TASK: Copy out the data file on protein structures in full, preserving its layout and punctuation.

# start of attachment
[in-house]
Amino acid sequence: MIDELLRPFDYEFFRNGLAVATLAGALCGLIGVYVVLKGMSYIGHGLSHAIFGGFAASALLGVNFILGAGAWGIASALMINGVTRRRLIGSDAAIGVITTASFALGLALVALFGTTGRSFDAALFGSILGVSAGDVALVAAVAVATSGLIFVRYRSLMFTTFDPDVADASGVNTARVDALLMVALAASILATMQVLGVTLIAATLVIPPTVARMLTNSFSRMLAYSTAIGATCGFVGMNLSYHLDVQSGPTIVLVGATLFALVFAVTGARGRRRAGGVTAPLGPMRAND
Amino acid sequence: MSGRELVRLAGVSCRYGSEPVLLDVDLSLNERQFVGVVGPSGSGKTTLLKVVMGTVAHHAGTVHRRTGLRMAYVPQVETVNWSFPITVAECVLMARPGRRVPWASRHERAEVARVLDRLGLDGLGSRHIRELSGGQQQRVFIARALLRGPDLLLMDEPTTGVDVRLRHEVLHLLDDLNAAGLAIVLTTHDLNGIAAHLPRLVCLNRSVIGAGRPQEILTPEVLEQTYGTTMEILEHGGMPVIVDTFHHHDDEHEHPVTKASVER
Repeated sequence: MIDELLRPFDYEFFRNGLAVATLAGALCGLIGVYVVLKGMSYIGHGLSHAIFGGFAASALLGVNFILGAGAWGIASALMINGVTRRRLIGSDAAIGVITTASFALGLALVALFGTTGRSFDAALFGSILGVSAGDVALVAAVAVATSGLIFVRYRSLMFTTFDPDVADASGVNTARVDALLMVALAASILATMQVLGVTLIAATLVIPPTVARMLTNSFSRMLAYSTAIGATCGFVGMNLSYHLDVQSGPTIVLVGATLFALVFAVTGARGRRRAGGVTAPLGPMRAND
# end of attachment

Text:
[in-house]
Amino acid sequence: MIDELLRPFDYEFFRNGLAVATLAGALCGLIGVYVVLKGMSYIGHGLSHAIFGGFAASALLGVNFILGAGAWGIASALMINGVTRRRLIGSDAAIGVITTASFALGLALVALFGTTGRSFDAALFGSILGVSAGDVALVAAVAVATSGLIFVRYRSLMFTTFDPDVADASGVNTARVDALLMVALAASILATMQVLGVTLIAATLVIPPTVARMLTNSFSRMLAYSTAIGATCGFVGMNLSYHLDVQSGPTIVLVGATLFALVFAVTGARGRRRAGGVTAPLGPMRAND
Amino acid sequence: MSGRELVRLAGVSCRYGSEPVLLDVDLSLNERQFVGVVGPSGSGKTTLLKVVMGTVAHHAGTVHRRTGLRMAYVPQVETVNWSFPITVAECVLMARPGRRVPWASRHERAEVARVLDRLGLDGLGSRHIRELSGGQQQRVFIARALLRGPDLLLMDEPTTGVDVRLRHEVLHLLDDLNAAGLAIVLTTHDLNGIAAHLPRLVCLNRSVIGAGRPQEILTPEVLEQTYGTTMEILEHGGMPVIVDTFHHHDDEHEHPVTKASVER
Repeated sequence: MIDELLRPFDYEFFRNGLAVATLAGALCGLIGVYVVLKGMSYIGHGLSHAIFGGFAASALLGVNFILGAGAWGIASALMINGVTRRRLIGSDAAIGVITTASFALGLALVALFGTTGRSFDAALFGSILGVSAGDVALVAAVAVATSGLIFVRYRSLMFTTFDPDVADASGVNTARVDALLMVALAASILATMQVLGVTLIAATLVIPPTVARMLTNSFSRMLAYSTAIGATCGFVGMNLSYHLDVQSGPTIVLVGATLFALVFAVTGARGRRRAGGVTAPLGPMRAND